Sunday, April 12, 2009

Prime Rib Roast

This is the second time in my entire life that I have made a prime rib roast. My Dad first introduced me to prime rib YEARS ago and it quickly became my "meat of choice" to order while dining out. The first time my husband tried prime rib was actually the night we got engaged...November 2, 2001. We went to a steakhouse in Bloomington (the town we initially met) and he seemed to quite enjoy it, other than being a nervous wreck about proposing! When I was home recently, my parents made a rib roast and it was SO good...this is the recipe my Mom used!!! It definitely is a cut of meat that ordinarily isn't in my budget, but being Easter time, I found it on sale for $4.99/lb. (Certainly better than $10-$12/lb!) I did end up taking the meat out a bit too soon...I think I must have had the thermometer up against a bone or fat, because it registered higher than it was. It wasn't until I went to slice it, that I realized it was a bit on the "raw" side for our liking! (Nothing that placing it back in the oven for 10 minutes couldn't fix, though!)

Prime Rib Roast

Prime Rib Roast
Kosher Salt
Garlic Powder
Onion Powder


Preheat oven to 450 degrees F. Use a paper towel to pat the roast dry. Rub butter on the cut ends of the roast. Create a seasoning rub with the above spices. Make a series of 1/4 inch deep slits all over the top of the roast, as well as the sides. Rub seasonings all over the roast, covering all exposed meat.

Place the roast in a heavy metal roasting pan, bone side down. Regardless of the size of your roast, you will start it in a 450 degree preheated oven for 15 minutes and then reduce the temperature to 325 degrees for the balance of cooking time.

Every half hour or so, baste the ends of the roast with the drippings. Use your meat thermometer about a half hour before the expected end of the roasting time. Make sure to insert it in the thickest part of the meat, not touching the fat or bone. When the internal temperature reaches 120°, pull it out of the oven and cover with foil. Let the roast sit for twenty to thirty minutes. It will continue to cook during this time, reaching a temperature of about 125° to 130°. This resting period allows the juices and flavors to permeate the roast.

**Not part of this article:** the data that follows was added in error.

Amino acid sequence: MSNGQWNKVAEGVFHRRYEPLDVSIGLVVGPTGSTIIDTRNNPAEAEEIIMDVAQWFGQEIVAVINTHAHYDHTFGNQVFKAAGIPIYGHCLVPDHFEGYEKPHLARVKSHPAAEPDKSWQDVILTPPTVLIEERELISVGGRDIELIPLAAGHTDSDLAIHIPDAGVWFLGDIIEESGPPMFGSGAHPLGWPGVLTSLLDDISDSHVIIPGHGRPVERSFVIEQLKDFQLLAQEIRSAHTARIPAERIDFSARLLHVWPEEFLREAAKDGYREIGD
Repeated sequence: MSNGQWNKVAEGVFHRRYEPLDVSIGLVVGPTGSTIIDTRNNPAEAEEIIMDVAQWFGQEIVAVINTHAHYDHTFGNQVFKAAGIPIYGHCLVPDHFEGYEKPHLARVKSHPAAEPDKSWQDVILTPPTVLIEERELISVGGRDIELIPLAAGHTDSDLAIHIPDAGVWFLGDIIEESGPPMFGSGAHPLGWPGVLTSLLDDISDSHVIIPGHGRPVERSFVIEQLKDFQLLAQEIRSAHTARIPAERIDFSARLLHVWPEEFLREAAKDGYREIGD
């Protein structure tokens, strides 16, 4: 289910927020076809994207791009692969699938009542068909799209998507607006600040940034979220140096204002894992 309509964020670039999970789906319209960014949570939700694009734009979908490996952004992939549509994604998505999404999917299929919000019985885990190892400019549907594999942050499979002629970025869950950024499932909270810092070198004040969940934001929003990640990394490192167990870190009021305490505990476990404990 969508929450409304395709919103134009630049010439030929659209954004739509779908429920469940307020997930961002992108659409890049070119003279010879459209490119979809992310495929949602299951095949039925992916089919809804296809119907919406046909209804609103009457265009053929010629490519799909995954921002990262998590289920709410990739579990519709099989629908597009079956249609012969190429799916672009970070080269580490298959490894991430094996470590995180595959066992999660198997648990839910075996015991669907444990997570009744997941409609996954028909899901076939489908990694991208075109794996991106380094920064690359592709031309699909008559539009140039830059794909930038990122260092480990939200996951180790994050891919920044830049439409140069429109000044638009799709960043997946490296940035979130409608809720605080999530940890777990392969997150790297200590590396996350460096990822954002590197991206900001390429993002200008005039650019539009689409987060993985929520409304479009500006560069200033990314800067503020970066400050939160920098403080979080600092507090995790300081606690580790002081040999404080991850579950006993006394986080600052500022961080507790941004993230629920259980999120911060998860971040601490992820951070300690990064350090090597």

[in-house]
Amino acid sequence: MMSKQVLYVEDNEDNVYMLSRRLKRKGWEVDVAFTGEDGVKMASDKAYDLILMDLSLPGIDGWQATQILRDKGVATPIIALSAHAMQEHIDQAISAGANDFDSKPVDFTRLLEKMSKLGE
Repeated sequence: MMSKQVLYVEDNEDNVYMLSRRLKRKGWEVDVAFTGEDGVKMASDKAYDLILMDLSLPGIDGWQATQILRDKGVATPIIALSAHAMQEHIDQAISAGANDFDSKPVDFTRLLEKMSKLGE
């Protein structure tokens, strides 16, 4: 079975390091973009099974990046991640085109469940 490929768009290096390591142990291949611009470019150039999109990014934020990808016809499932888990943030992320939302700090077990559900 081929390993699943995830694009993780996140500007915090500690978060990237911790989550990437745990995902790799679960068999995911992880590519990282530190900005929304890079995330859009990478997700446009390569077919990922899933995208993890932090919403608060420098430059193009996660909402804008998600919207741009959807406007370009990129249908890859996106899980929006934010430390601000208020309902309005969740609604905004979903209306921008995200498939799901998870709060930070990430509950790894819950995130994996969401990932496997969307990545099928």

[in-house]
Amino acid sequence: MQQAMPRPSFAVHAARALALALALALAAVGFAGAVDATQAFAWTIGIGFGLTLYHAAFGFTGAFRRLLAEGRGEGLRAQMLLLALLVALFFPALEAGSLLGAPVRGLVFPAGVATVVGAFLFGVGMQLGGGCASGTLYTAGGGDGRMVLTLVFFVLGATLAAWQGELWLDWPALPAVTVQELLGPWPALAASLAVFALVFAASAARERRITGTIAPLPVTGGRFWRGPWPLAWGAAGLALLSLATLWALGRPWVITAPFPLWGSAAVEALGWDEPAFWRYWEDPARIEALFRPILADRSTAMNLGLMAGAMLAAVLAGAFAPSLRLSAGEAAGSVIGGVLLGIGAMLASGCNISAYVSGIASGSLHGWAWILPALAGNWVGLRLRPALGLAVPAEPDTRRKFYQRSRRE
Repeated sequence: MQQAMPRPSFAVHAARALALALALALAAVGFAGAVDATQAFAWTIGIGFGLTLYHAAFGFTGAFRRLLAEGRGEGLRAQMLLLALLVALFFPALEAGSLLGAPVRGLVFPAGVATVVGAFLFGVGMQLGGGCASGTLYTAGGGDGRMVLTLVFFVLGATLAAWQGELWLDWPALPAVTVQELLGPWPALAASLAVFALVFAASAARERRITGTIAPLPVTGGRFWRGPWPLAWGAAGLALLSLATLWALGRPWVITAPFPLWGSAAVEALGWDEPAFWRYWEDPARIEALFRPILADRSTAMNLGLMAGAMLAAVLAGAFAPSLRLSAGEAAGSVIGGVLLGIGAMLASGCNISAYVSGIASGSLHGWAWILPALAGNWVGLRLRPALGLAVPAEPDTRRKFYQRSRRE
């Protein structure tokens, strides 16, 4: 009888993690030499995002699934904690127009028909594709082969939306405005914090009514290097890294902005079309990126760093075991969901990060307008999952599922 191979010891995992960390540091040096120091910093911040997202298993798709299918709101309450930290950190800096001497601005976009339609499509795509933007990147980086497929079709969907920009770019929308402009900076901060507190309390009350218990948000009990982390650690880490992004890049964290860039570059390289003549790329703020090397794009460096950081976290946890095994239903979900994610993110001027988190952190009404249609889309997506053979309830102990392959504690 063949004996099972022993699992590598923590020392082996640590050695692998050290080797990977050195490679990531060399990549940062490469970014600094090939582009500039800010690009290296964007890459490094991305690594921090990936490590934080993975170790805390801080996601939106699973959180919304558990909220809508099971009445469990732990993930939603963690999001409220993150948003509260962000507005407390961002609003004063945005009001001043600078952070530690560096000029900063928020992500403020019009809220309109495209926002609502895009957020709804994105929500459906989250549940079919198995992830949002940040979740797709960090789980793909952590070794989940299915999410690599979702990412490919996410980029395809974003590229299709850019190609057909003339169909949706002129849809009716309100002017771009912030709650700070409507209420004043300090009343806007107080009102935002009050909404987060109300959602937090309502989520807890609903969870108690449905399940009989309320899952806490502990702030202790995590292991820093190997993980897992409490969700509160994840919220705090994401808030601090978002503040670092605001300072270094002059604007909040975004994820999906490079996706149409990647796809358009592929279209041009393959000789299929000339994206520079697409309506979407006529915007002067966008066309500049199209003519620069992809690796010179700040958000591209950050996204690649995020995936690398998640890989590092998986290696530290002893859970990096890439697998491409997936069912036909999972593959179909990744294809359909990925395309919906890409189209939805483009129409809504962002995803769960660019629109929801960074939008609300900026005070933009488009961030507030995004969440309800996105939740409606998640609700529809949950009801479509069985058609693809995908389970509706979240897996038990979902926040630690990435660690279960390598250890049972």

Note: We prefer to eat our meat medium rare. Below, is a list of temperatures according to how well done you prefer your meat.

Rare: 120-125 degrees
Medium Rare: 130-135 degrees
Medium: 140-145 degrees
Medium Well: 150-155 degrees
Well: 160 degrees

***Just as an estimate for cooking time, if you are wanting your meat rare and you have a 7-8 pound roast (3 ribs), you can expect to cook for 15 minutes at 450 degrees and 1 1/4 to 1 1/2 hours at 325 degrees.

Source: Adele Fine


  1. Rachel- ABSOLUTELY GORGEOUS! It looks so perfect. Perfect! Look at the juice, OMG, delicious!

  2. This looks so good-- I'm so jealous!!

  3. Wow, I am so impressed!!! Prime Rib really intimidates me! Maybe one of these days I'll get brave and give it a try.

  4. Rachel, this looks fantastic!! I'm a little disappointed that we weren't invited over to share in this incredible dinner! :){{hugs}}

  5. I have never tried Prim Rib. ( making it myself that is) It looks fantastic!!!

  6. Thank you for all of the sweet comments! Obviously it's a more expensive cut of meat, but it's nice for special occasions--certainly cheaper than ordering it out!

    "Nana"--thank you for visiting my blog :)

  7. omgggggggg, this looks amazing

  8. I just drooled all over myself!

    I love a good steak. :)